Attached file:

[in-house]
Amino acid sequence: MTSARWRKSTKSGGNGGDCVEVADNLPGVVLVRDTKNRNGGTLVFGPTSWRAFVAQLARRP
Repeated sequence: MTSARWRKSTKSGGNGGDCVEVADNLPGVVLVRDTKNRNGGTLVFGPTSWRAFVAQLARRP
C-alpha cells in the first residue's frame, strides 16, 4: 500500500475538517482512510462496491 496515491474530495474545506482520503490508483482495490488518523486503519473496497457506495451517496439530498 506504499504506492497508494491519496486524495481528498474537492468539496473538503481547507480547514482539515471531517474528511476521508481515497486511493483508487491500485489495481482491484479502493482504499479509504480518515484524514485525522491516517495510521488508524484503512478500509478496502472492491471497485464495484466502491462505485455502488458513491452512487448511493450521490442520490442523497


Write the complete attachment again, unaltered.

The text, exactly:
[in-house]
Amino acid sequence: MTSARWRKSTKSGGNGGDCVEVADNLPGVVLVRDTKNRNGGTLVFGPTSWRAFVAQLARRP
Repeated sequence: MTSARWRKSTKSGGNGGDCVEVADNLPGVVLVRDTKNRNGGTLVFGPTSWRAFVAQLARRP
C-alpha cells in the first residue's frame, strides 16, 4: 500500500475538517482512510462496491 496515491474530495474545506482520503490508483482495490488518523486503519473496497457506495451517496439530498 506504499504506492497508494491519496486524495481528498474537492468539496473538503481547507480547514482539515471531517474528511476521508481515497486511493483508487491500485489495481482491484479502493482504499479509504480518515484524514485525522491516517495510521488508524484503512478500509478496502472492491471497485464495484466502491462505485455502488458513491452512487448511493450521490442520490442523497